No matter what, there will always be brands trying to capitalize on the “it” generation of the moment. Right now, it’s Millennials as they enter adulthood and their peak spending years. In a decade, Generation Z will likely become the focal point as Millennials become older and more established. It’s a cycle that will repeat itself over and over again.

And, ultimately, it’s the brands that can find a way to cater to each of these groups simultaneously that will see the most brand loyalty and long-term success.

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About the Author

This article was written by Kim Speier of Social Media Today. Social Media Today is an online community and resource for professionals in marketing, social business, communication, customer experience, content marketing and digital strategy, or any other discipline where a thorough understanding of social media is mission-critical.Kim is currently an Inbound Marketing Specialist at Mainstreethost, a digital marketing agency in Buffalo, NY. As a regular contributor to the Mainstreethost blog, she enjoys writing about social media, SEO, content marketing, web design, and mobile technology. In her free time she enjoys watching the Bills and Sabres, skiing during the long Buffalo winters, and keeping up with the latest trends on Twitter.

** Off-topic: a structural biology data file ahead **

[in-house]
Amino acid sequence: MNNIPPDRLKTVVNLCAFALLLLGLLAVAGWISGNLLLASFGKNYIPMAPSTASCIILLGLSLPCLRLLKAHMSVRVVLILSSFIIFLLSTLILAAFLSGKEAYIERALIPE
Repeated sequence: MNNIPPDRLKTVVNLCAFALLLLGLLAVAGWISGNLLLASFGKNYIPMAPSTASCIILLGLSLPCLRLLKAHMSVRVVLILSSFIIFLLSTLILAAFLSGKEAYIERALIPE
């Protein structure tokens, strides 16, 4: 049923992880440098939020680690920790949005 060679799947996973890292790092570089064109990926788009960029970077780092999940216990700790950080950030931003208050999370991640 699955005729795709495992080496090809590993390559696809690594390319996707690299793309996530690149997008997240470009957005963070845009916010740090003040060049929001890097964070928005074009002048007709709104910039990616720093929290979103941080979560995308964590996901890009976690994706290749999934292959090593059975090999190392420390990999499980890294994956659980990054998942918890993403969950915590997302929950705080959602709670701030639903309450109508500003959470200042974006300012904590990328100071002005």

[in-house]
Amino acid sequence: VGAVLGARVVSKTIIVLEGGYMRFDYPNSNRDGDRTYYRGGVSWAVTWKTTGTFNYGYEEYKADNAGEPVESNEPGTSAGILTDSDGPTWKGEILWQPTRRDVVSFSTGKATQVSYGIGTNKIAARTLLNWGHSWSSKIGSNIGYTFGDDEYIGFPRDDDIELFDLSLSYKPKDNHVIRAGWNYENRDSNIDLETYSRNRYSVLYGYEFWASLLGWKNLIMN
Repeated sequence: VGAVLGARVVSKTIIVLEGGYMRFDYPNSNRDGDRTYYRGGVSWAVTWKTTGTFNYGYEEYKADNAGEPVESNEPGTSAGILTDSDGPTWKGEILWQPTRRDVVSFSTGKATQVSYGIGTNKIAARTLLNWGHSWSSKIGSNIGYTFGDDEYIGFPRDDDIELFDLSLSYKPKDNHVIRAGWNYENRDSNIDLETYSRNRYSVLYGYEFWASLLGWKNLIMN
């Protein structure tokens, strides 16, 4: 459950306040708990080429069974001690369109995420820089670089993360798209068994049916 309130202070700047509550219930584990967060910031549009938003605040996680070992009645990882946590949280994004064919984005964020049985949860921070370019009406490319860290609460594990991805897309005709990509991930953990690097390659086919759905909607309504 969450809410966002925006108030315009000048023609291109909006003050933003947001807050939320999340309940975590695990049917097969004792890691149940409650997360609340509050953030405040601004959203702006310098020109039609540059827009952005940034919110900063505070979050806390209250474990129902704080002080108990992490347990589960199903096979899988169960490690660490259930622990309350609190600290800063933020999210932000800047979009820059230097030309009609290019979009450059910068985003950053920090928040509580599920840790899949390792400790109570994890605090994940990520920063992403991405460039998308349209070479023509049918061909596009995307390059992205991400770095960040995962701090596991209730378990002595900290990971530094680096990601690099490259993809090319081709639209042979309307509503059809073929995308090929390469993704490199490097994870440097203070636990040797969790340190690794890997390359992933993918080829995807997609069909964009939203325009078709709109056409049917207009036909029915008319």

Callum Connects

Jason Feng, Co-Founder of Pillpresso

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Mr. Jason Feng is re-engineering the healthcare industry.

What’s your story?
I am an engineer at heart. I enjoy the process of problem solving and have been actively developing innovative solutions to existing problems. Me and my co-founder settled on the problem of poor medication adherence among the elderly. This was a problem which struck a chord with us because we all have loved ones who have to take multiple medications on a daily basis. The complex medication regimen, coupled with declining cognitive abilities of the elderly tend to exacerbate the lack of medication adherence, which may lead to disease relapse and hospital readmissions, ultimately increasing the burden to caregivers and the society.